Gas Fill

The gas that fills the envelope of a bulb. Incandescent bulbs over 40 watts are almost always filled with an inert gas, which is a gas that won't react with other materials, such as argon but, in higher performance applications, krypton or xenon. Bulbs under 40 watts most commonly have a vacuum fill but 40 watt bulbs may or may not have a gas fill. The purpose of using a gas fill is to increase the bulb's lifetime and efficiency. The weight of the gas(es) reduces tungsten evaporation and conserves heat which in turn increases efficiency. Heavier gases have greater effect and increasing fill pressure further increases said effects. Krypton and xenon are quite expensive compared to argon and thus, to decrease the amount required and to increase resilience, the gas filled envelope is much smaller.
Image:  argon fill 1500w PS52 - 6.5" MOD (left)
      vacuum fill 25w A19 - 2" MOD (middle)
      xenon filled 60 watt T4 - 0.5" MOD (right)


A shaped piece of material seated between two surfaces as to shaped piece or ring of rubber or other material sealing the junction between two surfaces in an engine or other device." -

General Service Lighting/Application

A general service lighting application is one that serves the purpose of providing light for general purposes such as a strip, troffer and wall pack fixture.


The current design, technology, performance level and/or cost basis of a particular product cycle. Example: "Each new generation of LED product tends to be cheaper with a smaller footprint and higher performance." Most commonly generations are only numbered when referring to multiple generations from the same manufacturer.


Germicidal bulbs are designed to eliminate microbes, and/or to create ozone. They emit specific wavelengths of ultraviolet (UV) that are effective at killing bacteria by destroying its DNA. While they do emit some visible light, it serves no purpose as they are not under any circumstances used for general service lighting applications.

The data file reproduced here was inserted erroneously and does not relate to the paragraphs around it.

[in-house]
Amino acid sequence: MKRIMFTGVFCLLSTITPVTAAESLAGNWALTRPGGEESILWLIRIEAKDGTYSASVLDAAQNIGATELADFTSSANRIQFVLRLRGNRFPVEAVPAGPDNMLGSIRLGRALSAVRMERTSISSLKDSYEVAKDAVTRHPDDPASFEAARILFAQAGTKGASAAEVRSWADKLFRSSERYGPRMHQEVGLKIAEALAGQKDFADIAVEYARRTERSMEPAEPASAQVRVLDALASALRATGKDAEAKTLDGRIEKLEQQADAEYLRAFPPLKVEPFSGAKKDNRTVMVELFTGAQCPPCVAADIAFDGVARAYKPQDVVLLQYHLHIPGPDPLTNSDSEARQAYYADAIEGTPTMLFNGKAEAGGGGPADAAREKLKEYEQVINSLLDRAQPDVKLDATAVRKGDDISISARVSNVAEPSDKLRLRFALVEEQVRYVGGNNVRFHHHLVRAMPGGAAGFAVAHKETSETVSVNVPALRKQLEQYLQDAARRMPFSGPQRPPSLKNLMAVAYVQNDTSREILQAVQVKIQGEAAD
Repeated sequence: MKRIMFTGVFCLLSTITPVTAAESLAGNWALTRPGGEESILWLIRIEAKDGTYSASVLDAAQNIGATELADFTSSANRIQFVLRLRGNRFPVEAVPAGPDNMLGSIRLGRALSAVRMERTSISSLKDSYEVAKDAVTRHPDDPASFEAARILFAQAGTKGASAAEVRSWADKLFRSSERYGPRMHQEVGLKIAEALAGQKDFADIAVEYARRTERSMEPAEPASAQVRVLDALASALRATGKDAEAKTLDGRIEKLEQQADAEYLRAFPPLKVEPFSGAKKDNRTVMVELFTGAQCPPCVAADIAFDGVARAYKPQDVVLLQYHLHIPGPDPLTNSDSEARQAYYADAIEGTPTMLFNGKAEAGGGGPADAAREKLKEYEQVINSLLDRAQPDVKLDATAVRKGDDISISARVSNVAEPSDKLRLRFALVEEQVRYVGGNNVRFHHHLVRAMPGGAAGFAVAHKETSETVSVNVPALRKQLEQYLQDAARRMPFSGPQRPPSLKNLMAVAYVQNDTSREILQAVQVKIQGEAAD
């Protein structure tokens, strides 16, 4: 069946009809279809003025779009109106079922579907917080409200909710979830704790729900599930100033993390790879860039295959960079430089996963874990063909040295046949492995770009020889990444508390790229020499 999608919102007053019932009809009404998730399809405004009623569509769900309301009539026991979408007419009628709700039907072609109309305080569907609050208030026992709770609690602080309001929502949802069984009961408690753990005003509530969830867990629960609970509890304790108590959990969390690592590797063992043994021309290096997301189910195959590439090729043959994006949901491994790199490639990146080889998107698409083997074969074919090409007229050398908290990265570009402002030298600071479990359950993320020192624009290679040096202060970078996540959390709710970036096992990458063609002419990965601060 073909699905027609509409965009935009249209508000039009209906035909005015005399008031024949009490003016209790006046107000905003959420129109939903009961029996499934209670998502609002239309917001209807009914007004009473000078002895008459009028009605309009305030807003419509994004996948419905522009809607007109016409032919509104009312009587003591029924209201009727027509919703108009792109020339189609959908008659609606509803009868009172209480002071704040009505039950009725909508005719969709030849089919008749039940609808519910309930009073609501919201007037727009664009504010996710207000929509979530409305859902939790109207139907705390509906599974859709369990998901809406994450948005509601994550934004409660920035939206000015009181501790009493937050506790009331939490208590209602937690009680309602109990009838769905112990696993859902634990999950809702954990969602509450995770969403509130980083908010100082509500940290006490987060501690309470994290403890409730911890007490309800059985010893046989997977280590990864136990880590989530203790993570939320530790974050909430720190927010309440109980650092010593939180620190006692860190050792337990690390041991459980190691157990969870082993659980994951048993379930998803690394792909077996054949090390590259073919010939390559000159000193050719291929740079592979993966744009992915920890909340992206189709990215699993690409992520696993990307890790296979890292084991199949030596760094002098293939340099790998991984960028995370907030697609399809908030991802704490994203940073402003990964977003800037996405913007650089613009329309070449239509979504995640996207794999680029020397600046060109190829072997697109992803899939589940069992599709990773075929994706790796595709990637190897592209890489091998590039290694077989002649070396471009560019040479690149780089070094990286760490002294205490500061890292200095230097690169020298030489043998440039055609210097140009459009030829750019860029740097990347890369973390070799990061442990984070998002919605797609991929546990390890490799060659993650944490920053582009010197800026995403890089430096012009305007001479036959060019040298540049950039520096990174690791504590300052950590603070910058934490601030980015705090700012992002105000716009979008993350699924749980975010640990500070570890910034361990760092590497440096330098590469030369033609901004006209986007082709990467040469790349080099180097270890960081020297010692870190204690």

There are two classifications of germicidal bulbs, high pressure and low pressure. The high pressure type resemble high intensity discharge bulbs and the low pressure type visibly resemble fluorescent and compact fluorescent bulbs, they even having the same bases and shapes and are thus often incorrectly referred to as being "fluorescent" but they are not since they have no phosphor coating. The mercury in germicidal bulbs and that in fluorescent bulbs both emit the same wavelengths but the phosphor inside fluorescent bulbs absorbs the harmful UV and then re-emits the energy as visible light.

All germicidal bulbs have clear envelopes made of fused silica (quartz glass) envelopes. Quartz is used because, unlike the glass used in general service fluorescent bulbs, it transmits the full range of UV. The wavelengths in the mercury emission spectrum of 185nm and shorter are sufficiently powerful to create ozone (O3) from the oxygen (O2) in the surrounding air. Ozone production is desirable in water purification applications. The most common type of germicidal bulbs however are used in applications that do not require the production of ozone and thus have a special coating applied to their envelope that blocks ozone creating wavelengths.
Note: The range and intensity of UV emitted by germicidal bulbs is harmful to both skin and eyes, and should not be used in any fixture or application that is not designed specifically for germicidal bulbs.
Images: (2) GPL36 bulbs operating (top right), example germicidal warning label (below), graph of mercury vapor UV emission spectrum (bottom right)



A compound placed inside a vacuum tube that "completes" the vacuum. It can be designed to target specific things like oxygen and moisture.


Equipment used to measure the beam spread of a light source. Image: Click for a demonstration video.